"Honestly, I think the mistake was in FP3," Viñales said. "We thought we could pass to Q2 without risking, and we didn't use a new tire straight away, so I think this was one of the main mistakes from today. Because overall, we were always top five, in all the practices in the wet, top six, top five, which is always good."
With the weather radar difficult to interpret – there was rain on the radar, but the intensity varied each time you looked at the prediction – it was impossible to draw up a plan. "Honestly, we didn't know if the rain was coming or not," Viñales said. "I just think the guys that stayed out were more lucky. Because I never had a good feeling on the bike in the morning. Maybe we didn't put enough temperature in the tire, or whatever. And I wasn't able to keep pushing. So basically we need to keep understanding and we need a better strategy." Viñales finished 11th in FP3, and out of Q2.
Where there's losers, there's winners
Where Viñales got it wrong, Miguel Oliveira, Joan Mir, Fabio Quartararo, Brad Binder, Aleix Espargaro and Jack Miller got it right. Starting in Q2 meant they didn't have to face what turned out to be one of the most difficult and treacherous sessions in recent years.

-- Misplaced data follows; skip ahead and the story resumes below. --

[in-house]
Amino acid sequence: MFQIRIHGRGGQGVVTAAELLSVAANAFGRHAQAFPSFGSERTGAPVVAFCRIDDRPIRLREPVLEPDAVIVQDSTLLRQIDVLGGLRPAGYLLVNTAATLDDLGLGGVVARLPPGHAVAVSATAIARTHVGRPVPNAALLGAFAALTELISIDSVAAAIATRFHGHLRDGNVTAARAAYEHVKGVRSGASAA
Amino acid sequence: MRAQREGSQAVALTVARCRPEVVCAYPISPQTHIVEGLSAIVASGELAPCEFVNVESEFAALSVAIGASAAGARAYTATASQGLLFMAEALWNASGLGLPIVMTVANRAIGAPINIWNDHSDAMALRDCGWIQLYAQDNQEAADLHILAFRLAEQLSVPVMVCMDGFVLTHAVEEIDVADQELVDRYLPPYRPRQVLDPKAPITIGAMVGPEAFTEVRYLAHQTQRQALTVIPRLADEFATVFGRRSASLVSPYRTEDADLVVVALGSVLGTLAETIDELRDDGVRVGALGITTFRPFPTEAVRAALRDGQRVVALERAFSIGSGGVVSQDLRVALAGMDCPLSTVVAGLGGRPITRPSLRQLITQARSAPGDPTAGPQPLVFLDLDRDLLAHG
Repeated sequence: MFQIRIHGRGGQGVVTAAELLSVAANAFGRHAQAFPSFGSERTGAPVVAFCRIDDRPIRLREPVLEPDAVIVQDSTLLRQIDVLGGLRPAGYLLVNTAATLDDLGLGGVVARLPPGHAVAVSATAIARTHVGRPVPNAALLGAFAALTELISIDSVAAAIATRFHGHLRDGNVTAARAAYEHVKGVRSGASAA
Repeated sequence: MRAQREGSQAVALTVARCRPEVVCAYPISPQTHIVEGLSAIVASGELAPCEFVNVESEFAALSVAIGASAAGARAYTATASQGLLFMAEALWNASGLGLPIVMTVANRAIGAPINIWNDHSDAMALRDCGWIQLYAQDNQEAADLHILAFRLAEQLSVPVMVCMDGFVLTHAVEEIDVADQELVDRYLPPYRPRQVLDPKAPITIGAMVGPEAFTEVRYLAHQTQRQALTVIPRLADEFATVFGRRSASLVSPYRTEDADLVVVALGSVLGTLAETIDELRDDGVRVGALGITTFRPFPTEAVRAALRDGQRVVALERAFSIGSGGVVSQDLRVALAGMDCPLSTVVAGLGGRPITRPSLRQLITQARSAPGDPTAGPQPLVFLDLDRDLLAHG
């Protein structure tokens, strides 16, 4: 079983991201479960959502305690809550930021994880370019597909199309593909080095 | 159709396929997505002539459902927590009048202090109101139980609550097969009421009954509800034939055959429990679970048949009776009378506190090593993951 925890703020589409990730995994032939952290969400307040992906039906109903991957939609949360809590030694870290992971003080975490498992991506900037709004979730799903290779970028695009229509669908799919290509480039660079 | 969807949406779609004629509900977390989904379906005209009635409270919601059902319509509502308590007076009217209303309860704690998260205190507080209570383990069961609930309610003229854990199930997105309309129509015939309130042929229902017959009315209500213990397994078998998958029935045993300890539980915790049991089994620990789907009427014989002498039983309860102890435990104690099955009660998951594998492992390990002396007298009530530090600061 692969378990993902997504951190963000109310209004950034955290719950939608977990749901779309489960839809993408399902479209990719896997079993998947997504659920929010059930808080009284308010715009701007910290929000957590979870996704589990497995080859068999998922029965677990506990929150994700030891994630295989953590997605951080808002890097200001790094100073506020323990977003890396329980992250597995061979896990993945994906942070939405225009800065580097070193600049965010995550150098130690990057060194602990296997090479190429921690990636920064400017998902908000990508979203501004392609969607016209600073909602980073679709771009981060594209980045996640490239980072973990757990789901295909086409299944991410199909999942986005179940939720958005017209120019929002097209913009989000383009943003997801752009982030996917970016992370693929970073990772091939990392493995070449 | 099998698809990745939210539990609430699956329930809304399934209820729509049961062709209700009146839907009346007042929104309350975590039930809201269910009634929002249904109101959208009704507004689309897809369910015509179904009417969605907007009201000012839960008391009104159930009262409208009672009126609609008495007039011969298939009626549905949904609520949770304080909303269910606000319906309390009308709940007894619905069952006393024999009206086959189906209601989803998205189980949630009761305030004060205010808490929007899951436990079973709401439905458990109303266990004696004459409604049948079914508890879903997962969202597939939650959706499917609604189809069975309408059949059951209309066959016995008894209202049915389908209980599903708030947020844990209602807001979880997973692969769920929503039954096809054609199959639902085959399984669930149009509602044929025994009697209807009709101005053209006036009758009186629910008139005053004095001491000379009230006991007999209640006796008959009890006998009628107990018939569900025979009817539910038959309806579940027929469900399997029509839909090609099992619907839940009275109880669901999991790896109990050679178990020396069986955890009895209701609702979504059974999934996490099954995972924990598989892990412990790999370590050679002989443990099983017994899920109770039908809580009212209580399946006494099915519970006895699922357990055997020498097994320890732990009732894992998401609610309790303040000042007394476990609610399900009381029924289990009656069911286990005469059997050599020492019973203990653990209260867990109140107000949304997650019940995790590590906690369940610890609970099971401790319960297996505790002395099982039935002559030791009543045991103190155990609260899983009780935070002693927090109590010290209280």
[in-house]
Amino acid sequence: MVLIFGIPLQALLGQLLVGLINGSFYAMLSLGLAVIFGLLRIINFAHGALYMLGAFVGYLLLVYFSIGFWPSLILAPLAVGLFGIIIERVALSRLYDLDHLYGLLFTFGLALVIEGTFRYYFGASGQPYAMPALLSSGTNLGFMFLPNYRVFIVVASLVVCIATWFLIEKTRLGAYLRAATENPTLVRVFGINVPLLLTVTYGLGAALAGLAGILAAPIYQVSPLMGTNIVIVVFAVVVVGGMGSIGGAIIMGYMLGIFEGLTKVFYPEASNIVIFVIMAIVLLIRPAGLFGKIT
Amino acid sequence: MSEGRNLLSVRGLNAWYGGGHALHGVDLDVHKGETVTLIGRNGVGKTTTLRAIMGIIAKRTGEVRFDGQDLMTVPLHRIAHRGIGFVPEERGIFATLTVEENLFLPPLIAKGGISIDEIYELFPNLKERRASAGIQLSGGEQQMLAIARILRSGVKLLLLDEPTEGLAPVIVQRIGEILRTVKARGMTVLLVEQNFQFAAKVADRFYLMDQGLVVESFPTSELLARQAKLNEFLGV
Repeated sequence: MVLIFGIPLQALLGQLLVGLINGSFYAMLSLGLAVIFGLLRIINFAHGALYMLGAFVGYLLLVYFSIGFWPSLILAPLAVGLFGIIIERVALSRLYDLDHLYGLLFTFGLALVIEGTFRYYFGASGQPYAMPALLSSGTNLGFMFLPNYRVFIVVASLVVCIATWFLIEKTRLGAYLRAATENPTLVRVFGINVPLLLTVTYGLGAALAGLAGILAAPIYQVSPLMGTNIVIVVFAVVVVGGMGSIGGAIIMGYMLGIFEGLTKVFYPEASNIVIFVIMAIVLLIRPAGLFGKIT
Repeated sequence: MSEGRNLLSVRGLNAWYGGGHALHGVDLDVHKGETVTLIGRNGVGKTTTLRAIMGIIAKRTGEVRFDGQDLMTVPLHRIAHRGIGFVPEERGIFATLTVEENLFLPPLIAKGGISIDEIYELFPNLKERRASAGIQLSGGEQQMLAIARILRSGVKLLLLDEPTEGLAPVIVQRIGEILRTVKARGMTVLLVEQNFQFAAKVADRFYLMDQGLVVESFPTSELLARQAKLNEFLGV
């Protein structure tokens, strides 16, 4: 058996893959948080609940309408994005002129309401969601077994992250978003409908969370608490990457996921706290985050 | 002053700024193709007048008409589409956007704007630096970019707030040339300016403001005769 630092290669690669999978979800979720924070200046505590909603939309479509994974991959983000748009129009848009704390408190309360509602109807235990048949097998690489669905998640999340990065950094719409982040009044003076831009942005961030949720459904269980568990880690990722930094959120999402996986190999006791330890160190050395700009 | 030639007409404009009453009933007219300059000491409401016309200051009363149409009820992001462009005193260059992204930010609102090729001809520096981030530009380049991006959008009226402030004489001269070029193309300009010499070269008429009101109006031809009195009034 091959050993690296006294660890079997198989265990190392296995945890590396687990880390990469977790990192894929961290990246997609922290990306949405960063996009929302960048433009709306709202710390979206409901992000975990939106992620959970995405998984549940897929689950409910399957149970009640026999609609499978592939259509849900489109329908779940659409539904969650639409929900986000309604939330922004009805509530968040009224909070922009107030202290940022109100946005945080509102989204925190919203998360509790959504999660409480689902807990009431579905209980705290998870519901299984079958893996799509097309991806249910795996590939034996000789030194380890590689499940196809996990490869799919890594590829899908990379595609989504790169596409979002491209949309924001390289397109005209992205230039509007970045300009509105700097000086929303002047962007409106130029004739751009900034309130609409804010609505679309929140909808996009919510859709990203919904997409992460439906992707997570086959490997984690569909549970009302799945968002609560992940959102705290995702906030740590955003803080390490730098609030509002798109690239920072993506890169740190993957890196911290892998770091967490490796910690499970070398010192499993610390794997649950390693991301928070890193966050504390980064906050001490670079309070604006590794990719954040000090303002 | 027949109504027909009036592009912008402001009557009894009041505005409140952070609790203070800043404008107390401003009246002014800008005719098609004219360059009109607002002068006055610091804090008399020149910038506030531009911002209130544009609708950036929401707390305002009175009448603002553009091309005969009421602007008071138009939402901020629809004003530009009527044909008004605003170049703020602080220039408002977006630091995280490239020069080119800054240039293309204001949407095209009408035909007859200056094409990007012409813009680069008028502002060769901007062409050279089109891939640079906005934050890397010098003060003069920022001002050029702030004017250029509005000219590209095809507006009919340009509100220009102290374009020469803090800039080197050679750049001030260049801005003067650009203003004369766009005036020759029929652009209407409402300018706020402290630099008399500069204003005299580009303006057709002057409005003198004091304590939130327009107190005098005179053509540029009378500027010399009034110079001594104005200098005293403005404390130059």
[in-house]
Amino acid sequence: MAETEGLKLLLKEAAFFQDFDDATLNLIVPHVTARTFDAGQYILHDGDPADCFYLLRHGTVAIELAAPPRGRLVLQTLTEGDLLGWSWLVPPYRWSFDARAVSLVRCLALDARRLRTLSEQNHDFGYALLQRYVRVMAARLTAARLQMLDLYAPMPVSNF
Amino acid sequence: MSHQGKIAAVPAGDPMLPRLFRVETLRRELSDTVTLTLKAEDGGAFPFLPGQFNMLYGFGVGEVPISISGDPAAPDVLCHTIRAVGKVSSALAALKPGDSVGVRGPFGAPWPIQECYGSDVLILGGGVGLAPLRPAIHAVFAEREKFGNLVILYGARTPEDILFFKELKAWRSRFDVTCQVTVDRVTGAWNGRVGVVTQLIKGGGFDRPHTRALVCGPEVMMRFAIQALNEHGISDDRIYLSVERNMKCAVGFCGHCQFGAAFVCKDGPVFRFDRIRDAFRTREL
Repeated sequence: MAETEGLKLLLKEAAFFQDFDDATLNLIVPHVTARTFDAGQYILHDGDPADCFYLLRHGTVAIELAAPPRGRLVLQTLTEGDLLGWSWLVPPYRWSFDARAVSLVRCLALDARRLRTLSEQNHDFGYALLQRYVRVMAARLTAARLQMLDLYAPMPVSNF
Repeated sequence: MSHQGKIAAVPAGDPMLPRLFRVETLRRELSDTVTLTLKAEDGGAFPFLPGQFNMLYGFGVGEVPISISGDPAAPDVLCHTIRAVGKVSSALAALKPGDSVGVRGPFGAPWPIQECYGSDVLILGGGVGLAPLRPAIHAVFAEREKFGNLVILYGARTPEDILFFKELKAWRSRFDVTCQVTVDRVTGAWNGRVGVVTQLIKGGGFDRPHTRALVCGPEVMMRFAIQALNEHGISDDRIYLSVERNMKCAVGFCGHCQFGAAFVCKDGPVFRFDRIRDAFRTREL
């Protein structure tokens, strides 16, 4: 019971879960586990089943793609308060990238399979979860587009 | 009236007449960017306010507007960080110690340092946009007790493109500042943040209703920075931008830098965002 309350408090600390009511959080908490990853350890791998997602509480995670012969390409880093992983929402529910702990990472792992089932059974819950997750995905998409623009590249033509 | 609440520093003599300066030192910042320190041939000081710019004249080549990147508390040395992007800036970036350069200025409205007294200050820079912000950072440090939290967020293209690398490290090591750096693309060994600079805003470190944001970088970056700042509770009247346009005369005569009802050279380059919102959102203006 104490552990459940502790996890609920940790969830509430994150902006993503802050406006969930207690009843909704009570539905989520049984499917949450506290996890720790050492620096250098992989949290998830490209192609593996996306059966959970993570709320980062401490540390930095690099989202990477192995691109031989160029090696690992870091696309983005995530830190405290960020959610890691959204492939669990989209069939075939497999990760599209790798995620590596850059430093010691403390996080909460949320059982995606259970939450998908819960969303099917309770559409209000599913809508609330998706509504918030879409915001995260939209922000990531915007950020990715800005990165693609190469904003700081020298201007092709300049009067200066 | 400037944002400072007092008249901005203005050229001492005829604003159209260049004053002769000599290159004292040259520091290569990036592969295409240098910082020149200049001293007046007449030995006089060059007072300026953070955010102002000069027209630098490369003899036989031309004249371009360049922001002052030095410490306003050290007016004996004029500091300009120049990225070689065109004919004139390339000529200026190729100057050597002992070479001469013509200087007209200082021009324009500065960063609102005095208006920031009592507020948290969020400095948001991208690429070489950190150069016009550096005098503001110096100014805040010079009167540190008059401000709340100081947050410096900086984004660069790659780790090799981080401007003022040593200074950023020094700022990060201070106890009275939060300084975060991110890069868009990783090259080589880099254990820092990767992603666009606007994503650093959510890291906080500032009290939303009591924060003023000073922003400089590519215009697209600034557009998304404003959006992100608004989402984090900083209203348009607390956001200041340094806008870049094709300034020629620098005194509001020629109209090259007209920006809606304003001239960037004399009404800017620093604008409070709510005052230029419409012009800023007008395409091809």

Q1 turned out to be vicious. It was a stark lesson in the risk and rewards of motorcycle racing. The rewards were very large indeed: a chance to start from the front of the grid, rather than find yourself stuck behind between 12 and 23 riders before the lights were even out.
The rain had eased off through qualifying for Moto3, and the first signs of a dry line had started to appear through FP4. That was already making conditions tricky enough: the dry line was starting to pour heat into the soft rear tires, and as the water disappeared, so did the chance to cool it off again.
Slicks vs wets
"Like you saw in FP4, we were pushing like mad and the track had some decent dry lines but the lap times were slower than the fully wet track in FP1 because the tire when it overheats, as soon as you touch the water or a wet part again, you cannot get any drive," Jack Miller explained. Conditions were clearly much better in FP4 than in FP3, yet the lap times were barely improved.